Cancer and the Sustainable Development Goals
Approximately 47 percent of cancer cases and 55 percent of cancer deaths occur in low- and middle- income countries (LMICs). By 2030, LMICs are expected to bear the brunt of the estimated 21.4 million new cancer cases per year, accounting for 60-70 percent of the global cancer burden.
Non-communicable diseases (NCDs), including cancer, constitute a major health and development challenge, impacting every pillar of sustainable development: economic growth, social equity and environmental protection. Reducing the NCD burden is a prerequisite for addressing social and economic inequity, stimulating economic growth and accelerating sustainable development.
In collaboration with the NCD Alliance, UICC has been involved in a six-year advocacy campaign to position NCDs in the Sustainable Development Goals (SDGs) that were adopted in September 2015. Three of the nine health targets in the SDGs focus on NCD-related issues including a target to “reduce by one third premature mortality from NCDs through prevention and treatment, and promote mental health and wellbeing.”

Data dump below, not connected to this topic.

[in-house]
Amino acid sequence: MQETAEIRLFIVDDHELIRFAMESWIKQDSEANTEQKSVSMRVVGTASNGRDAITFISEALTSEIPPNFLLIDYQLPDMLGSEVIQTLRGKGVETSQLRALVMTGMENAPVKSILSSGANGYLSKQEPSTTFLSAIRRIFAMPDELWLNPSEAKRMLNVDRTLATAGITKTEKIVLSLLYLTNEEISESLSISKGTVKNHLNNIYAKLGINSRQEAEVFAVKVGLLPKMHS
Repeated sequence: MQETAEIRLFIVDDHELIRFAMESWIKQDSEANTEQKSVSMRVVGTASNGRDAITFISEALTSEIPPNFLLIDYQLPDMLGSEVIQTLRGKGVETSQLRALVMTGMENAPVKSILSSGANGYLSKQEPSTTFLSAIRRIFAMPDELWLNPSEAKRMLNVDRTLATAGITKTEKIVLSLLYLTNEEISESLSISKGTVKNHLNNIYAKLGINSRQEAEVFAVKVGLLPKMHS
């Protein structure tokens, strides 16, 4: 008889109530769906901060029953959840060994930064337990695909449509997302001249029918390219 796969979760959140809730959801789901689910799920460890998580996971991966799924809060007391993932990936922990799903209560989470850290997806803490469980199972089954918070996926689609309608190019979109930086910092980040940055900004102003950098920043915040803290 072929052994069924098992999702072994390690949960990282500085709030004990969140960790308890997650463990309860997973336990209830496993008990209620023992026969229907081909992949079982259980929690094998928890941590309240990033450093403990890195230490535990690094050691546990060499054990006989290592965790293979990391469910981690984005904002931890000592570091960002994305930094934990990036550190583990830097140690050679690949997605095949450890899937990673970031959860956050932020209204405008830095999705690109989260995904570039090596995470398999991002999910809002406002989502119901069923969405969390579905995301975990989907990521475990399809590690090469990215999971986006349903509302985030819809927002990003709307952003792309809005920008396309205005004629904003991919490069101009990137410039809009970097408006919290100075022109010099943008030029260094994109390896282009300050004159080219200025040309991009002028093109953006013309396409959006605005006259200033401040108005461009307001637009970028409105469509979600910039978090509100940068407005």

Implementing cost-effective cancer interventions across the care continuum can strengthen the health system and increase a country’s capacity to respond to a range of diseases and population groups. It is thus critical to achieving not only SDG health targets, but also SDGs more broadly. We know that a healthy population relies on sustainable development but, equally, sustainable development relies on a healthy population.